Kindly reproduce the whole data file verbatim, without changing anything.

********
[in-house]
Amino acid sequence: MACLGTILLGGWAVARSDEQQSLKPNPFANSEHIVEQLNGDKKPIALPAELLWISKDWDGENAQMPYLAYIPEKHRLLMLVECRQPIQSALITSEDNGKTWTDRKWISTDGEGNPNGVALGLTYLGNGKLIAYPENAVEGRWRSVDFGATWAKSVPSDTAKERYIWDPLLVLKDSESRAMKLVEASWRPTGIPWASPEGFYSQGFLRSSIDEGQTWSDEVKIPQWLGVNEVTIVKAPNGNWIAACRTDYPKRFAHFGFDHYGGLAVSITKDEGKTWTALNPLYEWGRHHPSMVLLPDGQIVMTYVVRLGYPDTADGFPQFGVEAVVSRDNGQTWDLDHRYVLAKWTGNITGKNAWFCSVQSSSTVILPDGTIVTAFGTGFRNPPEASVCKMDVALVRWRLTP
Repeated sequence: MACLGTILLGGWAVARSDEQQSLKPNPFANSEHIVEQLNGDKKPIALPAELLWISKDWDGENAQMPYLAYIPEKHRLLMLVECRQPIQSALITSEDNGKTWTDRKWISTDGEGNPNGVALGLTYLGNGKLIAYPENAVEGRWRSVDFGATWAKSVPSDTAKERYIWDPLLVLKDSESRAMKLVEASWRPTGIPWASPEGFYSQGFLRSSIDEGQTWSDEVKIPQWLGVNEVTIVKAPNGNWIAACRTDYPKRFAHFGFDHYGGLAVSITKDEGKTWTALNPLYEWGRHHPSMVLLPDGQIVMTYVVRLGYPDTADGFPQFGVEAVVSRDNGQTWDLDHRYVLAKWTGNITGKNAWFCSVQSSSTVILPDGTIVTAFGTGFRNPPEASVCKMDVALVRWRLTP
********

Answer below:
[in-house]
Amino acid sequence: MACLGTILLGGWAVARSDEQQSLKPNPFANSEHIVEQLNGDKKPIALPAELLWISKDWDGENAQMPYLAYIPEKHRLLMLVECRQPIQSALITSEDNGKTWTDRKWISTDGEGNPNGVALGLTYLGNGKLIAYPENAVEGRWRSVDFGATWAKSVPSDTAKERYIWDPLLVLKDSESRAMKLVEASWRPTGIPWASPEGFYSQGFLRSSIDEGQTWSDEVKIPQWLGVNEVTIVKAPNGNWIAACRTDYPKRFAHFGFDHYGGLAVSITKDEGKTWTALNPLYEWGRHHPSMVLLPDGQIVMTYVVRLGYPDTADGFPQFGVEAVVSRDNGQTWDLDHRYVLAKWTGNITGKNAWFCSVQSSSTVILPDGTIVTAFGTGFRNPPEASVCKMDVALVRWRLTP
Repeated sequence: MACLGTILLGGWAVARSDEQQSLKPNPFANSEHIVEQLNGDKKPIALPAELLWISKDWDGENAQMPYLAYIPEKHRLLMLVECRQPIQSALITSEDNGKTWTDRKWISTDGEGNPNGVALGLTYLGNGKLIAYPENAVEGRWRSVDFGATWAKSVPSDTAKERYIWDPLLVLKDSESRAMKLVEASWRPTGIPWASPEGFYSQGFLRSSIDEGQTWSDEVKIPQWLGVNEVTIVKAPNGNWIAACRTDYPKRFAHFGFDHYGGLAVSITKDEGKTWTALNPLYEWGRHHPSMVLLPDGQIVMTYVVRLGYPDTADGFPQFGVEAVVSRDNGQTWDLDHRYVLAKWTGNITGKNAWFCSVQSSSTVILPDGTIVTAFGTGFRNPPEASVCKMDVALVRWRLTP